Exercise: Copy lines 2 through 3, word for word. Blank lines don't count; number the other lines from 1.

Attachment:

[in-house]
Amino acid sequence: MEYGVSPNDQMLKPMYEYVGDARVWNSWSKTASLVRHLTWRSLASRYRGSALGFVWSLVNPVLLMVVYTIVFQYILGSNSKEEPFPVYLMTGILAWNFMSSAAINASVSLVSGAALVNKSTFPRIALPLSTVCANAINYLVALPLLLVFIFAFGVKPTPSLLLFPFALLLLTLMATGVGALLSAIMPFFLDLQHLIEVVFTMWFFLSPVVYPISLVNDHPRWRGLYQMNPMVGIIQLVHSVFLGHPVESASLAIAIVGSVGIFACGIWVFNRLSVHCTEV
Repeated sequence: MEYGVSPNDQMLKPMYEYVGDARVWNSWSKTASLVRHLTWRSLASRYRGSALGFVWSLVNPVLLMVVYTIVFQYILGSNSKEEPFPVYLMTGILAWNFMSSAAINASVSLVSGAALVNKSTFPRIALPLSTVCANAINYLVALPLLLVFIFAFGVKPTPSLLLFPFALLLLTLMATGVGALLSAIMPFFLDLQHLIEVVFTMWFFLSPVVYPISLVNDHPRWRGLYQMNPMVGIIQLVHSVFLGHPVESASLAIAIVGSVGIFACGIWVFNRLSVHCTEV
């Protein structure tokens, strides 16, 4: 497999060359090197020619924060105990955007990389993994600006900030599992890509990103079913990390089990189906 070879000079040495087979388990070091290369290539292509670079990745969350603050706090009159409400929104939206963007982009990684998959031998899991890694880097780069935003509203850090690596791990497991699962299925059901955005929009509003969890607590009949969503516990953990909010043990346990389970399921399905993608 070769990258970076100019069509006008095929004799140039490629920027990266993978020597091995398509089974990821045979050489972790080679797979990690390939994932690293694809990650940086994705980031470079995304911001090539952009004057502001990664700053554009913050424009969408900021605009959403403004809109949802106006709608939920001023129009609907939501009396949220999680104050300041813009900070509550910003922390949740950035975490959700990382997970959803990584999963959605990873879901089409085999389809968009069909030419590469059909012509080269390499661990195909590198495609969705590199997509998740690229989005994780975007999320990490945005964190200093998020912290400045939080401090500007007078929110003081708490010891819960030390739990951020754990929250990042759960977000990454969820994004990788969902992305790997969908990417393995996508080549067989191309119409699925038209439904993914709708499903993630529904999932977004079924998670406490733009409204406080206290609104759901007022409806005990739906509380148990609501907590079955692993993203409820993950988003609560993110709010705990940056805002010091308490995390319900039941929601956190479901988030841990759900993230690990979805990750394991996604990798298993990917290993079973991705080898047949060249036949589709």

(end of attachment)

Amino acid sequence: MEYGVSPNDQMLKPMYEYVGDARVWNSWSKTASLVRHLTWRSLASRYRGSALGFVWSLVNPVLLMVVYTIVFQYILGSNSKEEPFPVYLMTGILAWNFMSSAAINASVSLVSGAALVNKSTFPRIALPLSTVCANAINYLVALPLLLVFIFAFGVKPTPSLLLFPFALLLLTLMATGVGALLSAIMPFFLDLQHLIEVVFTMWFFLSPVVYPISLVNDHPRWRGLYQMNPMVGIIQLVHSVFLGHPVESASLAIAIVGSVGIFACGIWVFNRLSVHCTEV
Repeated sequence: MEYGVSPNDQMLKPMYEYVGDARVWNSWSKTASLVRHLTWRSLASRYRGSALGFVWSLVNPVLLMVVYTIVFQYILGSNSKEEPFPVYLMTGILAWNFMSSAAINASVSLVSGAALVNKSTFPRIALPLSTVCANAINYLVALPLLLVFIFAFGVKPTPSLLLFPFALLLLTLMATGVGALLSAIMPFFLDLQHLIEVVFTMWFFLSPVVYPISLVNDHPRWRGLYQMNPMVGIIQLVHSVFLGHPVESASLAIAIVGSVGIFACGIWVFNRLSVHCTEV